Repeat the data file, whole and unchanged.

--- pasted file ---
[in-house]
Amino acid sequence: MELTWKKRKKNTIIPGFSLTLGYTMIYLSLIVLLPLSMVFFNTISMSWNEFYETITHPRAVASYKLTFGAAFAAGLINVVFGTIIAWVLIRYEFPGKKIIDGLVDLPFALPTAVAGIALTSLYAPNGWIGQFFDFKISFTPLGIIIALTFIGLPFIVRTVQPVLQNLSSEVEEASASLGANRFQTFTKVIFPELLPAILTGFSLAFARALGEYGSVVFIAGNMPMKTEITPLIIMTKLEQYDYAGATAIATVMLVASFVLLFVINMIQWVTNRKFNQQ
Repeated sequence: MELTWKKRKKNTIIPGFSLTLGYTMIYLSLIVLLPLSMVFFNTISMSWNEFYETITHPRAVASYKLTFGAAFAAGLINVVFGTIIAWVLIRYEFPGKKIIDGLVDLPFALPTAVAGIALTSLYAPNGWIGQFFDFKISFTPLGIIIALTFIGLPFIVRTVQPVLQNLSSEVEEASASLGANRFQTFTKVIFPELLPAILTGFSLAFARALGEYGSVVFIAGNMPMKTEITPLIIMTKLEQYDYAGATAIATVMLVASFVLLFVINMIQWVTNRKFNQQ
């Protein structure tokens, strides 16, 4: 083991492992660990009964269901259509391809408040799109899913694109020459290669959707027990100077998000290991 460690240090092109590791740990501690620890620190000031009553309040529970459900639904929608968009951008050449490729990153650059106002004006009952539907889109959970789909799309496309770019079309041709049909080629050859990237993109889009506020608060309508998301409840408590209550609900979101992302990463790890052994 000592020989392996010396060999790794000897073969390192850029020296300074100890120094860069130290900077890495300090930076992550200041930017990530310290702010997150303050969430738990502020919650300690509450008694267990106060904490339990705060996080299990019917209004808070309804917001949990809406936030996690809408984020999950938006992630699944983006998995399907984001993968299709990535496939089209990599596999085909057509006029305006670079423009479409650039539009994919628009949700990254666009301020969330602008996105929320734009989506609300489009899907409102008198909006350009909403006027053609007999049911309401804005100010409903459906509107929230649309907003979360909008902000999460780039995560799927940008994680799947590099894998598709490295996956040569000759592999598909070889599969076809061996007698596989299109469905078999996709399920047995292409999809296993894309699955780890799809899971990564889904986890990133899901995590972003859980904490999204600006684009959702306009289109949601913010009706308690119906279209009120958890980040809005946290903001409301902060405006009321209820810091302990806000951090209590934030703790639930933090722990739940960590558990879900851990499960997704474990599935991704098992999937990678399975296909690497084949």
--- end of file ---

[in-house]
Amino acid sequence: MELTWKKRKKNTIIPGFSLTLGYTMIYLSLIVLLPLSMVFFNTISMSWNEFYETITHPRAVASYKLTFGAAFAAGLINVVFGTIIAWVLIRYEFPGKKIIDGLVDLPFALPTAVAGIALTSLYAPNGWIGQFFDFKISFTPLGIIIALTFIGLPFIVRTVQPVLQNLSSEVEEASASLGANRFQTFTKVIFPELLPAILTGFSLAFARALGEYGSVVFIAGNMPMKTEITPLIIMTKLEQYDYAGATAIATVMLVASFVLLFVINMIQWVTNRKFNQQ
Repeated sequence: MELTWKKRKKNTIIPGFSLTLGYTMIYLSLIVLLPLSMVFFNTISMSWNEFYETITHPRAVASYKLTFGAAFAAGLINVVFGTIIAWVLIRYEFPGKKIIDGLVDLPFALPTAVAGIALTSLYAPNGWIGQFFDFKISFTPLGIIIALTFIGLPFIVRTVQPVLQNLSSEVEEASASLGANRFQTFTKVIFPELLPAILTGFSLAFARALGEYGSVVFIAGNMPMKTEITPLIIMTKLEQYDYAGATAIATVMLVASFVLLFVINMIQWVTNRKFNQQ
């Protein structure tokens, strides 16, 4: 083991492992660990009964269901259509391809408040799109899913694109020459290669959707027990100077998000290991 460690240090092109590791740990501690620890620190000031009553309040529970459900639904929608968009951008050449490729990153650059106002004006009952539907889109959970789909799309496309770019079309041709049909080629050859990237993109889009506020608060309508998301409840408590209550609900979101992302990463790890052994 000592020989392996010396060999790794000897073969390192850029020296300074100890120094860069130290900077890495300090930076992550200041930017990530310290702010997150303050969430738990502020919650300690509450008694267990106060904490339990705060996080299990019917209004808070309804917001949990809406936030996690809408984020999950938006992630699944983006998995399907984001993968299709990535496939089209990599596999085909057509006029305006670079423009479409650039539009994919628009949700990254666009301020969330602008996105929320734009989506609300489009899907409102008198909006350009909403006027053609007999049911309401804005100010409903459906509107929230649309907003979360909008902000999460780039995560799927940008994680799947590099894998598709490295996956040569000759592999598909070889599969076809061996007698596989299109469905078999996709399920047995292409999809296993894309699955780890799809899971990564889904986890990133899901995590972003859980904490999204600006684009959702306009289109949601913010009706308690119906279209009120958890980040809005946290903001409301902060405006009321209820810091302990806000951090209590934030703790639930933090722990739940960590558990879900851990499960997704474990599935991704098992999937990678399975296909690497084949």